Christmas came early for me on Friday, 5 December at 7:31 a.m., when I received the results of the vote of our new Physician Master Agreement (PMA). An overwhelming 91.4% of the 3546 members who cast a ballot voted in favor of accepting the agreement—a near record-breaking number that is a solid endorsement for what I believe to be an exciting agreement.
Why exciting? Because the Negotiations Department successfully delivered what we as physicians have clearly identified as priorities—a stronger voice of influence in the health care system and expanded collaboration with government. These priorities enable us as a profession to be partners in progress, to make a meaningful difference, and to be a profession of influence.
We haven’t always had a collaborative relationship with government. There was a time when harsh mutual criticism was the norm: a time in which our profession was implacably locked in an arm-wrestling match with them. I remember our association displaying messages decrying government policy on highway billboards. I remember doctors going to that place they hate to go and withdrawing services to patients. And I also remember sitting at the mediation table in 2001, sharing our profession’s dismay, when government introduced legislation negating our mediated settlement and deeming it “never to have existed.” It was a very difficult and demoralizing time for the profession, with neither side making any discernible progress in reaching its goals.
This dissatisfaction with the status quo was shared by both sides, and it resulted in the 2002 Physician Master Agreement that created an experiment in cooperation and collaboration—a committee with a small budget and an even smaller expectation of success. A committee called the General Practice Services Committee (GPSC).
Over the last 14 years this collaborative approach has resulted in great successes for both parties. It has improved patient care and reduced costs of care, enhanced the self-worth and professional self-esteem of physicians, and increased our overall professional influence and overall remuneration. In fact, the renaissance of primary care has even been attributed to this collaborative approach! And today we have a number of joint committees—GPSC, the Specialist Services Committee (SSC), Shared Care, the Joint Standing Committee on Rural Issues—which have all been recognized as contributing to recent noteworthy advances in our profession. Even the PITO process, while now complete, was the work of a collaborative committee.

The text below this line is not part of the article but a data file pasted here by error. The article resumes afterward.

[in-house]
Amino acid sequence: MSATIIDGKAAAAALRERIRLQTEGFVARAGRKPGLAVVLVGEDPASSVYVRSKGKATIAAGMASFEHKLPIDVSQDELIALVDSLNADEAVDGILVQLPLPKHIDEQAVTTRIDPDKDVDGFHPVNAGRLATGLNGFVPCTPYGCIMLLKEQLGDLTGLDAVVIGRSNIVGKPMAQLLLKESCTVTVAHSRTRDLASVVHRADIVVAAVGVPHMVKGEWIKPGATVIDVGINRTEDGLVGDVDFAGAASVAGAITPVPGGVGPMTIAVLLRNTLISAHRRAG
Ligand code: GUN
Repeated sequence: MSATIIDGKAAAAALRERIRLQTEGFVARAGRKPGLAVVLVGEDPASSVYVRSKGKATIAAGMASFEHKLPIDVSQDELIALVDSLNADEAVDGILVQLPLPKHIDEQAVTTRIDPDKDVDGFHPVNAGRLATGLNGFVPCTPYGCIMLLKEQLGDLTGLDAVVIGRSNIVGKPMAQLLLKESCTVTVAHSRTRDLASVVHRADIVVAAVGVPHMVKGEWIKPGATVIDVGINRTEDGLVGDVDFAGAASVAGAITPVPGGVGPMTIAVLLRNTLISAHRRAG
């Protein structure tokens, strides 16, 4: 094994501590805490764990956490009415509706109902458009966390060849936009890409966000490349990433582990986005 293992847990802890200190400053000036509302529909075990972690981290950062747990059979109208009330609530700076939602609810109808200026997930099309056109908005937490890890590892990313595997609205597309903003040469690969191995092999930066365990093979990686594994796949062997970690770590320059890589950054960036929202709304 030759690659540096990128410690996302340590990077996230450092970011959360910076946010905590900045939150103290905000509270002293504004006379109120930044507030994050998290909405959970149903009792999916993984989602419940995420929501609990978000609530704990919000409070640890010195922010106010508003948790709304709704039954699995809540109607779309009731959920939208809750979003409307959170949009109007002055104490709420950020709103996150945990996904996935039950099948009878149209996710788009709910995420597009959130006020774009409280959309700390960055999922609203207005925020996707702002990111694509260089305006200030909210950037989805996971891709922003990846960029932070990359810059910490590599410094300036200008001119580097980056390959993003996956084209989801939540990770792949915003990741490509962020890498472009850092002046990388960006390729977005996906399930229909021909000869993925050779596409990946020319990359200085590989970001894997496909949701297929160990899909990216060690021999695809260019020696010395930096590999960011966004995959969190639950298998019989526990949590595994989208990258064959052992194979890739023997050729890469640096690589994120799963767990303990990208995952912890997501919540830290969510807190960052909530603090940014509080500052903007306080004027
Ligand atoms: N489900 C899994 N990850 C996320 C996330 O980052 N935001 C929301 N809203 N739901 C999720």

That brings us to today. We have a new PMA and a new 5-year mandate to continue innovation through this collaborative approach. Some of the ways we will do this include:
• A first-of-its-kind, made-in-BC initiative that allows specialists and facility-based physicians to have influence within their health authorities over matters as significant as planning, budgeting, resource allocation, bylaws, and their own working environments. This is a game changer!
• Engagement with GP physicians with focused practices, a cohort previously caught between GPSC and SSC who are now engaged and funded through Shared Care.
• Significant allocation of funds toward recruitment and retention issues for both specialists and family physicians in rural and remote areas.
• Funding for access-to-care issues through A GP for Me, residential care, and other GPSC initiatives.
So, while the bulk of the work of negotiations may be over, the work of getting down to business and making these promises on paper a reality is just beginning. It will be a time of significant change and opportunity, a time in which I encourage you to get involved and be engaged because engaged physicians are better able to influence positive change in their environments, in the services they provide to patients, and in the health care system as a whole. In my opinion, this is a wonderful and exciting time to be a physician in BC!
—Bill Cavers, MD
Doctors of BC President
Above is the information needed to cite this article in your paper or presentation. The International Committee
of Medical Journal Editors (ICMJE) recommends the following citation style, which is the now nearly universally
accepted citation style for scientific papers:
Halpern SD, Ubel PA, Caplan AL, Marion DW, Palmer AM, Schiding JK, et al. Solid-organ transplantation in HIV-infected patients. N Engl J Med. 2002;347:284-7.
About the ICMJE and citation styles
The ICMJE is small group of editors of general medical journals who first met informally in Vancouver, British Columbia, in 1978 to establish guidelines for the format of manuscripts submitted to their journals. The group became known as the Vancouver Group. Its requirements for manuscripts, including formats for bibliographic references developed by the U.S. National Library of Medicine (NLM), were first published in 1979. The Vancouver Group expanded and evolved into the International Committee of Medical Journal Editors (ICMJE), which meets annually. The ICMJE created the Recommendations for the Conduct, Reporting, Editing, and Publication of Scholarly Work in Medical Journals to help authors and editors create and distribute accurate, clear, easily accessible reports of biomedical studies.
An alternate version of ICMJE style is to additionally list the month an issue number, but since most journals use continuous pagination, the shorter form provides sufficient information to locate the reference. The NLM now lists all authors.
BCMJ standard citation style is a slight modification of the ICMJE/NLM style, as follows:
- Only the first three authors are listed, followed by "et al."
- There is no period after the journal name.
- Page numbers are not abbreviated.
For more information on the ICMJE Recommendations for the Conduct, Reporting, Editing, and Publication of Scholarly Work in Medical Journals, visit www.icmje.org